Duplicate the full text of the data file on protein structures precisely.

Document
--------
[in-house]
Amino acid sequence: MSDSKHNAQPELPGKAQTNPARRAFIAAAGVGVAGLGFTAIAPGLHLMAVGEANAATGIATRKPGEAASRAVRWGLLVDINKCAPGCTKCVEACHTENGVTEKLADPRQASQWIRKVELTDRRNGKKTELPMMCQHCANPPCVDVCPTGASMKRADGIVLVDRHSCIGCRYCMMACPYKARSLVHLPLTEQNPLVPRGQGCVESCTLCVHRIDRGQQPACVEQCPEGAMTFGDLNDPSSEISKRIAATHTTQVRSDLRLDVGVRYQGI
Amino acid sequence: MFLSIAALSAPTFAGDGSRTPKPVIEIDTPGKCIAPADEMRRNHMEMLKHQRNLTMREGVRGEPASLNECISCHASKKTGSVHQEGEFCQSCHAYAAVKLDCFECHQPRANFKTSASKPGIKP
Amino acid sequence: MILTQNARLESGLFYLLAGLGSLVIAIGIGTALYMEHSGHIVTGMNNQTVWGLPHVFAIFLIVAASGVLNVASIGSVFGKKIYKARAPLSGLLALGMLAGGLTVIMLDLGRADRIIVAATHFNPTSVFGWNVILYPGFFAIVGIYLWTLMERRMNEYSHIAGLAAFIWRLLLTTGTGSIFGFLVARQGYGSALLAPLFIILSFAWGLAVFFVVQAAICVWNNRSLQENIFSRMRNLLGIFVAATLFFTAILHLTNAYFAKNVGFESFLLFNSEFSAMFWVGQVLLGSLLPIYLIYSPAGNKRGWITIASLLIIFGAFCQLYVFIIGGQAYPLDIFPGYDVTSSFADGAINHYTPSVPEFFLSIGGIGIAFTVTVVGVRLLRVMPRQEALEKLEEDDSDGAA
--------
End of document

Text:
[in-house]
Amino acid sequence: MSDSKHNAQPELPGKAQTNPARRAFIAAAGVGVAGLGFTAIAPGLHLMAVGEANAATGIATRKPGEAASRAVRWGLLVDINKCAPGCTKCVEACHTENGVTEKLADPRQASQWIRKVELTDRRNGKKTELPMMCQHCANPPCVDVCPTGASMKRADGIVLVDRHSCIGCRYCMMACPYKARSLVHLPLTEQNPLVPRGQGCVESCTLCVHRIDRGQQPACVEQCPEGAMTFGDLNDPSSEISKRIAATHTTQVRSDLRLDVGVRYQGI
Amino acid sequence: MFLSIAALSAPTFAGDGSRTPKPVIEIDTPGKCIAPADEMRRNHMEMLKHQRNLTMREGVRGEPASLNECISCHASKKTGSVHQEGEFCQSCHAYAAVKLDCFECHQPRANFKTSASKPGIKP
Amino acid sequence: MILTQNARLESGLFYLLAGLGSLVIAIGIGTALYMEHSGHIVTGMNNQTVWGLPHVFAIFLIVAASGVLNVASIGSVFGKKIYKARAPLSGLLALGMLAGGLTVIMLDLGRADRIIVAATHFNPTSVFGWNVILYPGFFAIVGIYLWTLMERRMNEYSHIAGLAAFIWRLLLTTGTGSIFGFLVARQGYGSALLAPLFIILSFAWGLAVFFVVQAAICVWNNRSLQENIFSRMRNLLGIFVAATLFFTAILHLTNAYFAKNVGFESFLLFNSEFSAMFWVGQVLLGSLLPIYLIYSPAGNKRGWITIASLLIIFGAFCQLYVFIIGGQAYPLDIFPGYDVTSSFADGAINHYTPSVPEFFLSIGGIGIAFTVTVVGVRLLRVMPRQEALEKLEEDDSDGAA